Since the 1920s, we have known that the classical description of Nature given by Newtonian mechanics, Maxwell’s electromagnetism and Einstein’s gravity is not entirely correct, and on a microscopic scale certain quantum phenomena and effects occur. Many of them seem absolutely bizarre and counterintuitive, but their existence has been firmly established experimentally, confirming the correctness of quantum mechanics.
One of the most fundamental laws of quantum theory is a principle of superposition, which claims that a particle can be in a combination of different states. For example, it can move simultaneously along two separate trajectories. This explains the result of the famous double-slit experiment: when an electron travels through two slits in a screen at the same time, an interference pattern is formed on the plate behind it, as happens if a screen gets hit by a wave — electromagnetic, water or any other.
Another seemingly impossible phenomenon in the quantum realm is entanglement. This term refers to the fact that if two or more particles once interacted, they retain information about each other, and about this interaction, even if they become separated by an arbitrarily large distance. What’s even more incredible is that manipulating the state of one particle should instantly change the state of the others — Albert Einstein called this “spooky action at a distance”.
An interesting question regarding entanglement arises here — what would happen if the interaction of entangled particles were gravitational? To answer it, Aicham M. Rostom, a researcher at the Institute of Automation and Electrometry in Russia, proposed an experiment to study the effect of the gravitational interaction of two particles on entanglement between them.
This problem is important and difficult because, despite all the efforts made, scientists still have not been able to find a quantum description of gravity, leaving its role in quantum effects mysterious.
“How to reconcile quantum mechanics with general relativity into a coherent framework is a longstanding problem in fundamental physics,” explained Rostom in an e-mail. “Many physicists believe that having a quantum theory of gravity will have a profound effect on our knowledge about the origin of the Universe and the notion of spacetime in general relativity.”
In his article published in Progress of Physics, Rostom considered an experimental setup that is in some respects similar to the double-slit experiment, but more complex. In this thought experiment, there are two particles, each moving along two paths simultaneously, interacting gravitationally at some point in their journey.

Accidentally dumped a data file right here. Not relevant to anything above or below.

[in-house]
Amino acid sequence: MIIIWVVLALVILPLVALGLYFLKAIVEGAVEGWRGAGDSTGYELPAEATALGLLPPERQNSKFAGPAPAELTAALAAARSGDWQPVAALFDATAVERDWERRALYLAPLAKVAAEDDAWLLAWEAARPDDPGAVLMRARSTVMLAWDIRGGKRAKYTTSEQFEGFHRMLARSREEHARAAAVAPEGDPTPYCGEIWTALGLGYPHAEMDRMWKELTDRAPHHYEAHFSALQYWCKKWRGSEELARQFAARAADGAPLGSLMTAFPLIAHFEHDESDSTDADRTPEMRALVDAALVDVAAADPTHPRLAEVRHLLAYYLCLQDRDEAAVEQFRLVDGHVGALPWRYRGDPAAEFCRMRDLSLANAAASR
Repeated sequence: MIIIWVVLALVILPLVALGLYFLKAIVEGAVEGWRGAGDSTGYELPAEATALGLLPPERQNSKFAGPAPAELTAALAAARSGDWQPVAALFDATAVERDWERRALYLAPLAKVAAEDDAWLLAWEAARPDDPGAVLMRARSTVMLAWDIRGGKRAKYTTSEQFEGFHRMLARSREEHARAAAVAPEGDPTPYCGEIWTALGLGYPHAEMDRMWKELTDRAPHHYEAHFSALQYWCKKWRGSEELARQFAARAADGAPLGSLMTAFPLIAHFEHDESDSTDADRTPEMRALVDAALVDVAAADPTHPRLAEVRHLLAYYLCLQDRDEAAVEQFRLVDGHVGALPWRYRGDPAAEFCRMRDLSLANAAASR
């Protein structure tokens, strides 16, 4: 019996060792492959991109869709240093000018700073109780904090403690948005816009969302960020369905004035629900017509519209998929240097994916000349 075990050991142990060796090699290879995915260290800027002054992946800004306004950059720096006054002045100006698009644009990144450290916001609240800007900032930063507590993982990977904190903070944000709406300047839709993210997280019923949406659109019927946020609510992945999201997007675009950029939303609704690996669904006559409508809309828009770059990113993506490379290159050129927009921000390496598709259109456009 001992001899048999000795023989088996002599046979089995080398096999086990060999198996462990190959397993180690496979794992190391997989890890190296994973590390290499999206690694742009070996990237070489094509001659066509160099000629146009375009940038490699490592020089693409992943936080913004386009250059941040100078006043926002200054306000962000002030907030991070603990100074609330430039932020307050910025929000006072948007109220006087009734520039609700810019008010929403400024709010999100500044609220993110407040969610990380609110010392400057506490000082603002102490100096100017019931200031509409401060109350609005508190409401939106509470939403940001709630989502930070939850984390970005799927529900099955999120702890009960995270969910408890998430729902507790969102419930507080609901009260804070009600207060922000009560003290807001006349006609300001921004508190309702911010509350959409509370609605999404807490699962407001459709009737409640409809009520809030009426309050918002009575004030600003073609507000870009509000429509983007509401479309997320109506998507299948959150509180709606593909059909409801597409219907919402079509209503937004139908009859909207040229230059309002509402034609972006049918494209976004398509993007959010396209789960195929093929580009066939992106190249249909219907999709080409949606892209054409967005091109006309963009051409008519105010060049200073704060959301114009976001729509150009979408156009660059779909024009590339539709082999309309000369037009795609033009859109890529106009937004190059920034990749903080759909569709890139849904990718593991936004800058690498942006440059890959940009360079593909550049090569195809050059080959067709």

The physicist derived the observable interference pattern assuming a particular description for how gravity would induce entanglement between the two particles. He relied on the fact that classically, the gravitational attraction of two masses is very similar to the electromagnetic interaction of two charges, whose quantum properties are well understood.
The researcher suggested that gravity induces entanglement analogously, and that the mathematical description of this effect is almost identical. If his description of gravitational entanglement is correct, the actual experiment would produce the picture he deduced. If the experiment gave a different result, then this would mean that gravitational entanglement is more subtle, and further theoretical studies of quantum gravity are needed.
Rostom thinks that it would even be possible to test his conclusions doing simpler experiments, because there are certain phenomena in Nature that mimic the gravitational interaction of particles.
“For experimental testing of the paper’s results, a quantum simulation is enough,” claimed Rostom. “In such a simulation, we can replace the microscale particles by photons, and the gravitational interaction by the optical Kerr effect and perform an interferometric [study] of the entanglement.”
The author believes that the gravitational entanglement he studied may have not only theoretical value, but also many practical applications: it could be useful in testing fundamental quantum mechanical effects, such as nonlocality, that is an interaction of spatially separated objects, in increasing the efficiency in quantum cryptography, in studying complete and perfect quantum teleportation and in many other areas of science and technology.
As for the future prospects for the theoretical work, the physicist argues that a modification of the general relativistic description of spacetime to include the quantum mechanical effect he studied, would mark a step towards the development of a fully-fledged theory of quantum gravity.
Reference: Aiham M. Rostom, “Essential Role of Destructive Interference in the Gravitationally Induced Entanglement,” Progress of Physics (2022), DOI: 10.1002/prop.202200122.
Feature image credit: Lucas Kapla on Unsplash